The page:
From Amazon to Splunk, here's a look at the big data innovators that are now pushing Hadoop, NoSQL and big data analytics to the next level.
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Pioneers Push Big Data Envelope There are leaders and there are followers in the big data movement. This collection comprises a baker's dozen leaders. Some, like Amazon, Cloudera and 10Gen, were there at the dawn of the Hadoop and NoSQL movements. Others, like Hortonworks and Platfora, are newcomers, but draw on deep experience.
The three big themes you'll find in this collection are Hadoop maturation, NoSQL innovation and analytic discovery. The Hadoop crowd includes Cloudera, HortonWorks and MapR, each of which is focused entirely on bringing this big data platform to a broader base of users by improving reliability, manageability and performance. Cloudera and Hortonworks are improving access to data with their Impala and HCatalog initiatives, respectively, while MapR's latest push is improving HBase performance.
The NoSQL set is led by 10Gen, Amazon, CouchBase, DataStax and Neo Technologies. These are the developers and support providers behind MongoDB, DynamoDB, CouchBase, Cassandra and Neo4j, respectively, which are the leading document, cloud, key value, column and graph databases.
Big data analytic discovery is still in the process of being invented, and the leaders here include Datameer, Hadapt, Karmasphere, Platfora and Splunk. The first four have competing visions of how we'll analyze data in Hadoop, while the last specializes in machine-data analysis.
What you won't find here are old-guard vendors from the relational database world. Sure, some of those big-name companies have been fast followers. Some even have software distributions and have added important capabilities. But are their hearts really in it? In some cases, you get the sense that their efforts are window dressing. There are vested interests -- namely license revenue -- in sticking with the status quo, so you just don't see them out there aggressively selling something that just might displace their cash cows. In other cases, their ubiquitous connectors to Hadoop seem like desperate ploys for some big data cachet.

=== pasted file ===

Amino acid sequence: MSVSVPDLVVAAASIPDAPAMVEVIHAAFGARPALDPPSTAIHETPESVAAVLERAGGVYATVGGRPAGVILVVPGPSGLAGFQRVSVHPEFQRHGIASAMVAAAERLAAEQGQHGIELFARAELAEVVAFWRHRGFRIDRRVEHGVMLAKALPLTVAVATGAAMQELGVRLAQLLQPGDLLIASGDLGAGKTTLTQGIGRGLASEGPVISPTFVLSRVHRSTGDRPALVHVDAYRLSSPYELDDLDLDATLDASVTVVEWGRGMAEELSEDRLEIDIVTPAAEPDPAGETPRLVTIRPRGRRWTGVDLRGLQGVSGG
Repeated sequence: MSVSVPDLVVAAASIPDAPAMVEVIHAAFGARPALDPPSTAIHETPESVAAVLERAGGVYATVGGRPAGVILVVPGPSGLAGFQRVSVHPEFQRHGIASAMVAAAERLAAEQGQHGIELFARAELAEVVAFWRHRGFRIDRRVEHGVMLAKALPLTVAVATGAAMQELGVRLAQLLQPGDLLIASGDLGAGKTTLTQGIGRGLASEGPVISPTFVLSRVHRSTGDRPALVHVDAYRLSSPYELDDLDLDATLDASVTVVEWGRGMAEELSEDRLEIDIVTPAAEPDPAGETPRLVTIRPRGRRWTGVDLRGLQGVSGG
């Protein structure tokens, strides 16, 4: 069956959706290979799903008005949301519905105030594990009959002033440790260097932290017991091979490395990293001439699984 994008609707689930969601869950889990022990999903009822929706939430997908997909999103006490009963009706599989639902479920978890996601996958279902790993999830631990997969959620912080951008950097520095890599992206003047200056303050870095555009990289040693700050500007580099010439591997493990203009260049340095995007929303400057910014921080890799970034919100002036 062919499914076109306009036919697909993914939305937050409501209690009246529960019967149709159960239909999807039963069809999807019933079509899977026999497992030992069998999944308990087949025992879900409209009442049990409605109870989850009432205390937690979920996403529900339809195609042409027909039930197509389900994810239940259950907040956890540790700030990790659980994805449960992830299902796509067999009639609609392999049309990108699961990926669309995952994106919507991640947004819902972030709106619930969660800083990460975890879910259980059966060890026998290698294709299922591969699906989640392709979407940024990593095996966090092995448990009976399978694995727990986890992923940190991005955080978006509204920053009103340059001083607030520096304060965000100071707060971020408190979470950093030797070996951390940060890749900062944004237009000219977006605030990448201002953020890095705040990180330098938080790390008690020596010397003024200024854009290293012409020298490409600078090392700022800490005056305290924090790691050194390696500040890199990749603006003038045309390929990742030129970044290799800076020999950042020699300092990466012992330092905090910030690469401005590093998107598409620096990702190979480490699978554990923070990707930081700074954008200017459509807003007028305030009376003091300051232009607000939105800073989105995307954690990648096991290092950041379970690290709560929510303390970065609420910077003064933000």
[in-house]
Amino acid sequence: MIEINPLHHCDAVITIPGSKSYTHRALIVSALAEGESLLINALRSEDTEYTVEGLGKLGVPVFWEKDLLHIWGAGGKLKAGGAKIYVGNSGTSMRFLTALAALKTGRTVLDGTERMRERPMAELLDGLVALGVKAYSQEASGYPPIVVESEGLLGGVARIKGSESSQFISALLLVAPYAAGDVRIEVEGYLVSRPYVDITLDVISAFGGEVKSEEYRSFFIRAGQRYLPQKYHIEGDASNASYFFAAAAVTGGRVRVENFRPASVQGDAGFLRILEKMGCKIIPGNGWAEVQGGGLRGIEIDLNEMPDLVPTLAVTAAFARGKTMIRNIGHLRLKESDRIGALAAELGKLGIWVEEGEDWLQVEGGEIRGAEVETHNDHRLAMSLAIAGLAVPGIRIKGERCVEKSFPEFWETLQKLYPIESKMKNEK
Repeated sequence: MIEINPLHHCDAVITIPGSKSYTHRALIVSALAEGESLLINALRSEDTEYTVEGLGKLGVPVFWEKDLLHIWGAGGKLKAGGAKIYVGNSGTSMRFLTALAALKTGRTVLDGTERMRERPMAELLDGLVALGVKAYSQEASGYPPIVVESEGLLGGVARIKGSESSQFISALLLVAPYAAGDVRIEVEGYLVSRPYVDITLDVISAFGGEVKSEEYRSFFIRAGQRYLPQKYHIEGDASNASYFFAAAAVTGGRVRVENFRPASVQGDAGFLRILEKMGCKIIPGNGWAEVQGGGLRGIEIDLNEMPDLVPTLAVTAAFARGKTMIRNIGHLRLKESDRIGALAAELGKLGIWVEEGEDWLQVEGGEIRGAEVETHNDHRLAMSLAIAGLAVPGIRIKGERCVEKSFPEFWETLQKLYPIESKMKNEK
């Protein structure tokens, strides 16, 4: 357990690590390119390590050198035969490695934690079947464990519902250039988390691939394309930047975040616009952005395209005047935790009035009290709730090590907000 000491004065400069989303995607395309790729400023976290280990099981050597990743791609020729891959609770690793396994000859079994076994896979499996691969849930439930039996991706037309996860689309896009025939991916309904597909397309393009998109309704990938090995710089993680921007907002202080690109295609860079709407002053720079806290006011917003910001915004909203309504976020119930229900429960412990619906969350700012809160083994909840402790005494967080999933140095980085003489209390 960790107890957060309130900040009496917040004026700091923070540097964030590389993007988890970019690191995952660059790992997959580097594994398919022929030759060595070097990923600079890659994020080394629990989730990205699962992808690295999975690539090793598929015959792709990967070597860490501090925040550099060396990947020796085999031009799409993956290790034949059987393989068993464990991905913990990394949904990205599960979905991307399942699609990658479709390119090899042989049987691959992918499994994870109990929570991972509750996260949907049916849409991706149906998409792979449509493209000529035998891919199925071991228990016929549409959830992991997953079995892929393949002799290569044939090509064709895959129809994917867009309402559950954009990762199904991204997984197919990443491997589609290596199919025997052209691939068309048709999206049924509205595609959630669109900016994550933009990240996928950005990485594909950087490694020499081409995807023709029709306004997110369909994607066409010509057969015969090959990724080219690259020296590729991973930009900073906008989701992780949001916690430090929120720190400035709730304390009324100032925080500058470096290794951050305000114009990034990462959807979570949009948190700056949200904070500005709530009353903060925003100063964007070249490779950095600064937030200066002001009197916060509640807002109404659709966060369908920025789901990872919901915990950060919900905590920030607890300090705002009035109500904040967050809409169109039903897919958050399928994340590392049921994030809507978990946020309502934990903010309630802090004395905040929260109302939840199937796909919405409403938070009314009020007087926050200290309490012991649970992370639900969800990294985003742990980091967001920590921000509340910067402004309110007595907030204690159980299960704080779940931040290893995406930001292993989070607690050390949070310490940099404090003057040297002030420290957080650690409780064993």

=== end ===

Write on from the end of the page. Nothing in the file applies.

For many users, the key issues include flexibility, speed and ease of use. And it isn't clear that any single product or service can offer all of those capabilities at the moment.
We're still in the very early days of the big data movement, and as the saying goes, the pioneers might get the arrows while the settlers get the land. In our eyes, first movers like Amazon and Cloudera already look like settlers, and more than a few others on this list seem to have solid foundations in place. As we've seen before, acquisitions could change the big data landscape very quickly. But as of now, these are 13 big data pioneers that we're keeping our eyes on in 2013.
6 Tools to Protect Big DataMost IT teams have their conventional databases covered in terms of security and business continuity. But as we enter the era of big data, Hadoop, and NoSQL, protection schemes need to evolve. In fact, big data could drive the next big security strategy shift.
Big Data Brings Big Security ProblemsWhy should big data be more difficult to secure? In a word, variety. But the business wonít wait to use it to predict customer behavior, find correlations across disparate data sources, predict fraud or financial risk, and more.
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